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Outdoors: State hunters killed 7 percent fewer deer, according to preliminary numbers

Outdoors: State hunters killed 7 percent fewer deer, according to preliminary numbers

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Deer hunter

Jeff Peters crosses a frozen cornfield at sunrise on the way join his son in their deer stand on the opening day of the 2013 deer hunting season near Shiocton.

MADISON — Cold weather put a damper on Wisconsin's gun deer season, leading hunters to cut their outings short and a slightly weaker harvest than last year, state wildlife officials said Tuesday.

The DNR sold 633,602 licenses, up from 633,460 in 2012. But preliminary totals from the nine-day season show hunters killed 226,582 deer, down 7 percent from 243,739 deer last year.

They took 97,765 bucks, down 15 percent from 2012. The antlerless kill was virtually unchanged from last year; hunters took 128,817 antlerless deer compared with 128,917 in 2012.

The northern area of the state saw a 15 percent drop in the overall harvest, the largest decline of any region, according to the DNR's figures. The buck harvest was down 19 percent and the antlerless harvest was down 11 percent there.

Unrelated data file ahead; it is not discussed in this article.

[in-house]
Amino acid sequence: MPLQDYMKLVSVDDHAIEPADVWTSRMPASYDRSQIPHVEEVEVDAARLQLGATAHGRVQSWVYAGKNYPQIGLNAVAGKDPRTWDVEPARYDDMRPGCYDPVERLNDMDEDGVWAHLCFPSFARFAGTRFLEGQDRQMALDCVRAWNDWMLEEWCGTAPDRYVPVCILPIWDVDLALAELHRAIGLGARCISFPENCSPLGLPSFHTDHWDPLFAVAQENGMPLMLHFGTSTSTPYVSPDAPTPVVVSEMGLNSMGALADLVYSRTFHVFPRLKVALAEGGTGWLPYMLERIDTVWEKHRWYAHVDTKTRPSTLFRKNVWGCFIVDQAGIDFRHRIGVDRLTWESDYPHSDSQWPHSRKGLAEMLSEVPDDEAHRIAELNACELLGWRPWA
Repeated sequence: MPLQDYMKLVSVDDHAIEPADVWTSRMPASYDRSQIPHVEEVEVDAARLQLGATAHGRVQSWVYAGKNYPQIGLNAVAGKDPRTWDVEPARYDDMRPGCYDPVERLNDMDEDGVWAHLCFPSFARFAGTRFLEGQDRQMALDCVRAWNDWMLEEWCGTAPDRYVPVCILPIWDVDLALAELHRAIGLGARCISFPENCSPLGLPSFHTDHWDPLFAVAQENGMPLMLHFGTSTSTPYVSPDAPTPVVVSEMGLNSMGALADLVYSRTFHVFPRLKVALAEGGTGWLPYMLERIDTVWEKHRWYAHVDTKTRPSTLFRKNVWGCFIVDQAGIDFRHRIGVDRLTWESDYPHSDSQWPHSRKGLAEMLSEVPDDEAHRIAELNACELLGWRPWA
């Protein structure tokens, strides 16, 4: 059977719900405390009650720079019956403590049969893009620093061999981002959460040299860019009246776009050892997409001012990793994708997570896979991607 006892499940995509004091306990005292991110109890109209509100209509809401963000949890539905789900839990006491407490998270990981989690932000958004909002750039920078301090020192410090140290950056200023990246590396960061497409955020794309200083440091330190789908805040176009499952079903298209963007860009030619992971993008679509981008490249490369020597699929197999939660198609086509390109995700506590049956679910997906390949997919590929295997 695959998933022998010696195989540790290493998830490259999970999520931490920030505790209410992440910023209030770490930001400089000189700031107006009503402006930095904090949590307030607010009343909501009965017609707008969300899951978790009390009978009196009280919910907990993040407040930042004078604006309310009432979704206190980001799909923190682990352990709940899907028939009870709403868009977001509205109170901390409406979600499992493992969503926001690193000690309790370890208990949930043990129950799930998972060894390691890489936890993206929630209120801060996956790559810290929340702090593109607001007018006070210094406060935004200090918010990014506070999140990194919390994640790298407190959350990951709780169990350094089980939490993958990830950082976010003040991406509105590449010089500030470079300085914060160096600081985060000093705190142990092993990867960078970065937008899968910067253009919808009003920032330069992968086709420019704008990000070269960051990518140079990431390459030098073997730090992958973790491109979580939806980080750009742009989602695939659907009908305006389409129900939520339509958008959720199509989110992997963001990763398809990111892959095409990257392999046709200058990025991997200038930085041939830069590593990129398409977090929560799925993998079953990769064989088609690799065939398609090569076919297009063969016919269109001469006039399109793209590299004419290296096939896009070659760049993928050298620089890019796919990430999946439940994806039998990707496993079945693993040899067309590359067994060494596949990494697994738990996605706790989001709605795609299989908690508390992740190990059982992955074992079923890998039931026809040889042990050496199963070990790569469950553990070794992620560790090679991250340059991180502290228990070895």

The northeast region was the only area that saw an overall increase, and even that was minuscule at 1.4 percent. The antlerless harvest was up 11 percent in that region but the buck take was down 8 percent.

DNR officials said a cold snap that gripped most of the state during the first half of the season forced many hunters to cut down on hours spent in the woods. Much of Wisconsin saw highs in the teens and 20s during opening weekend. Highs on Thanksgiving Day ranged from the low 20s to the low 30s.

"It was downright brutal out there early in the week, and the opening weekend totals reflected that," DNR big game ecologist Kevin Wallenfang said in a statement. "Feedback from our deer hunter wildlife survey shows that, not surprisingly, hunters themselves felt the weather during the first half of the season ranked the poorest they've seen in the five years that we've done the survey."

The agency reported eight people were shot with a firearm during the season. No one was killed in any of the incidents.

Tomahawk native Jay Leggett, an actor who appeared in TV shows including "Ally McBeal," ''In Living Color" and "NYPD Blue" and went on to write, produce and act in several movies, died of a heart attack in a family cabin in Tomahawk while hunting on opening day.

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